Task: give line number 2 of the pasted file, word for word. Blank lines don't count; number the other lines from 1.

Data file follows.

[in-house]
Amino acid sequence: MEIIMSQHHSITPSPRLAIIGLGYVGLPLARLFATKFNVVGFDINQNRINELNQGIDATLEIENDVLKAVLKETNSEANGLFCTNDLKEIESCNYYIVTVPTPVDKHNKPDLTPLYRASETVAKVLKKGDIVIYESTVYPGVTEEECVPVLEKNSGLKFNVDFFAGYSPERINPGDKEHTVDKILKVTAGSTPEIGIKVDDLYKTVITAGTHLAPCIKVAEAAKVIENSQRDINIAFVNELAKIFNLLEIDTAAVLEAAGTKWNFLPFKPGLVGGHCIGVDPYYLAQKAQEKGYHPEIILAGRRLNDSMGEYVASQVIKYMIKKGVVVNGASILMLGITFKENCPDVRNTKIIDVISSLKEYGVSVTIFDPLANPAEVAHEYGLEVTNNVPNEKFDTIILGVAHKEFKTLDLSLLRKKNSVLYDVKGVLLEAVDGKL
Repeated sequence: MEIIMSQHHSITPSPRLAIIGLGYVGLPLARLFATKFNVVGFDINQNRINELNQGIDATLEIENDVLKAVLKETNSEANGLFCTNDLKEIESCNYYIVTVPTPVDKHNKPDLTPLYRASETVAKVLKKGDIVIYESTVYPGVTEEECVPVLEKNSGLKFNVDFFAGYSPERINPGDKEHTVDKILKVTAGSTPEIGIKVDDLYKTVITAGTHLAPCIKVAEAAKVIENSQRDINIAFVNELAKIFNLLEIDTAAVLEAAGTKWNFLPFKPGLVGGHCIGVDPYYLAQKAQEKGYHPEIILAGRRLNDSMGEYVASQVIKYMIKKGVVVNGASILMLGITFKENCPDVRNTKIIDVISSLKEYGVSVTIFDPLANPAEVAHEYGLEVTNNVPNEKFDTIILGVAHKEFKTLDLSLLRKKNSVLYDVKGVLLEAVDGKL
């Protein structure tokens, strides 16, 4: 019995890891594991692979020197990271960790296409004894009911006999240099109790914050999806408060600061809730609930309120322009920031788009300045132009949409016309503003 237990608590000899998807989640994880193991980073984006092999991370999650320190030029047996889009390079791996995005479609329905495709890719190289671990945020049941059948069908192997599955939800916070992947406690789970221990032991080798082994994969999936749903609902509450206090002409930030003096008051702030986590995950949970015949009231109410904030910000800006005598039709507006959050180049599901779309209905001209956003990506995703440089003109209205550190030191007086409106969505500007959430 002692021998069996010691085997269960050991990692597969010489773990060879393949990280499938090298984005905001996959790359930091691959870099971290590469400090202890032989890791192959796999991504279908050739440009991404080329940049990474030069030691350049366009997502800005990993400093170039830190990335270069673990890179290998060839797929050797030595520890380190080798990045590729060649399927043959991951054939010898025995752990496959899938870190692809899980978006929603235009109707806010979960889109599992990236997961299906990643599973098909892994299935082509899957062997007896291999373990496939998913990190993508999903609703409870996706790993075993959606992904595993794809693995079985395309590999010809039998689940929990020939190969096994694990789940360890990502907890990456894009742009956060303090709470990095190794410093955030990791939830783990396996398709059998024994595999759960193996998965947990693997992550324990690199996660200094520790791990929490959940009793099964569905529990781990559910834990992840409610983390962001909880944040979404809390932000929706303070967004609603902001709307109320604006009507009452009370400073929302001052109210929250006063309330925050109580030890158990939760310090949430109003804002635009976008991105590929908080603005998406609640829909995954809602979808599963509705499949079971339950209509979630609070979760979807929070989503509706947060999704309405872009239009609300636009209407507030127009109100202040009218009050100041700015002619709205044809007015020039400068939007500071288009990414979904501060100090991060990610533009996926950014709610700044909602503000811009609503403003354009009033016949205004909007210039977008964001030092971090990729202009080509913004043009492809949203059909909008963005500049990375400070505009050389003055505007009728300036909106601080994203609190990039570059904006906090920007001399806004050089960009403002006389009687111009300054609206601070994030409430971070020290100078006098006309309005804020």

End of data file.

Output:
Amino acid sequence: MEIIMSQHHSITPSPRLAIIGLGYVGLPLARLFATKFNVVGFDINQNRINELNQGIDATLEIENDVLKAVLKETNSEANGLFCTNDLKEIESCNYYIVTVPTPVDKHNKPDLTPLYRASETVAKVLKKGDIVIYESTVYPGVTEEECVPVLEKNSGLKFNVDFFAGYSPERINPGDKEHTVDKILKVTAGSTPEIGIKVDDLYKTVITAGTHLAPCIKVAEAAKVIENSQRDINIAFVNELAKIFNLLEIDTAAVLEAAGTKWNFLPFKPGLVGGHCIGVDPYYLAQKAQEKGYHPEIILAGRRLNDSMGEYVASQVIKYMIKKGVVVNGASILMLGITFKENCPDVRNTKIIDVISSLKEYGVSVTIFDPLANPAEVAHEYGLEVTNNVPNEKFDTIILGVAHKEFKTLDLSLLRKKNSVLYDVKGVLLEAVDGKL